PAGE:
He Tīpuna Whakahirahira (2004) records a collective memory of the Whakaruruhau Project - the carving of ancestral poupou erected at the Te Whānau-a-Apanui Area School in 1985 to commemorate the school's centenary (1875-1975). During the early 1980s kaumātua and scholars decided which ancestors and which oral traditions should be carved to represent each of the 13 Te Whānau-a-Apanui subtribes. Roka Paora encouraged and guided her granddaughter, Parehau Richards, to use their tribal language to write. They used the structure of Roka's waiata, 'Marumaru', to show their passion to embrace, to extend, and to pass down the scholarship of their ancestors in an iwi-centric, Apanui way.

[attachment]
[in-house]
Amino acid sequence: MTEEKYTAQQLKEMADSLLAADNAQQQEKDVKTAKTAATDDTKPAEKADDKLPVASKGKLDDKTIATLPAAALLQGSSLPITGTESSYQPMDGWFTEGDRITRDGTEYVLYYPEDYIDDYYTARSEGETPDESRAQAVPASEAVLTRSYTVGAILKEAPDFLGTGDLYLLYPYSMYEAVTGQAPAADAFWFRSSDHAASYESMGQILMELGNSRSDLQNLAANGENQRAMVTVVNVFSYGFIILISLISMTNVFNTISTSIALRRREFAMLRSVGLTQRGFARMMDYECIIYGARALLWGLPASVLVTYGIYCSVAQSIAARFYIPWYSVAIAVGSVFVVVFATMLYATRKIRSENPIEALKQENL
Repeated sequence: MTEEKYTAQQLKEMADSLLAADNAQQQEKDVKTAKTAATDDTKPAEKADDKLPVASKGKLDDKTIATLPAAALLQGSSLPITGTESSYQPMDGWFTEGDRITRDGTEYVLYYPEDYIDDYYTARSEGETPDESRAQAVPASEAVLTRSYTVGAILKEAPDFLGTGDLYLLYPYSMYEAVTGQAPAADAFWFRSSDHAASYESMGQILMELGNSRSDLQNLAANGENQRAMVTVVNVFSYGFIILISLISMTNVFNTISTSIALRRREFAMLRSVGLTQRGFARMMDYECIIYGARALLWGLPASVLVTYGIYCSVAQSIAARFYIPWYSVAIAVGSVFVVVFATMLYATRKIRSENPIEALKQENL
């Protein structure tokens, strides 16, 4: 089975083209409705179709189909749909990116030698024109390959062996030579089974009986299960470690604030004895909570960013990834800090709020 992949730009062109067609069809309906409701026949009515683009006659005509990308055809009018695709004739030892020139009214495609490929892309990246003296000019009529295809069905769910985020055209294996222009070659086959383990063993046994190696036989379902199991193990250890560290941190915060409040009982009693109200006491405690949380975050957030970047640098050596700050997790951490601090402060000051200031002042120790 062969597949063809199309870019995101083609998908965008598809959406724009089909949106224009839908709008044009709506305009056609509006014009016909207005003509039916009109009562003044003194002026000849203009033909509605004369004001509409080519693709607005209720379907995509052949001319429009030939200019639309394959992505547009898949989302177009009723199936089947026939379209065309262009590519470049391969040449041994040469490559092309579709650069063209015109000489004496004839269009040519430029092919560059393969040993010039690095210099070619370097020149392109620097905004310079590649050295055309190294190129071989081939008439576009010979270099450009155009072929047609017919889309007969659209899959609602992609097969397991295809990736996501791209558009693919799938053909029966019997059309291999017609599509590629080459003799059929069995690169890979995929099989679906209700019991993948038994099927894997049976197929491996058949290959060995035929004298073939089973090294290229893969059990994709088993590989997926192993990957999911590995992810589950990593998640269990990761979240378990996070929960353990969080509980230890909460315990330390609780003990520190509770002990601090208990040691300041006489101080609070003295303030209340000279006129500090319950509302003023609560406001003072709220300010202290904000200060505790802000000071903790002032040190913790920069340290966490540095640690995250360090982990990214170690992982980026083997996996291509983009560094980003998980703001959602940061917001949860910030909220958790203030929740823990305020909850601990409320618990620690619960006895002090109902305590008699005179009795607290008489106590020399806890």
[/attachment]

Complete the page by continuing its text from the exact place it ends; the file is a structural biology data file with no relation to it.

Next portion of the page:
He pukapuka reo-o-Te Whānau-a-Apanui tēnei e akiaki ana i ngā urī, "ki te ako i ngā kōrero a o tātou tīpuna i roto i te reo, kia kore rawa e ngaro. Mā tātou katoa te reo me ōna tikanga e ora ai. Ki te ako tātou i ēnei taonga a o tātou tīpuna ka mōhio tātou ko wai tātou i roto i tēnei ao hurihuri" (p. 43).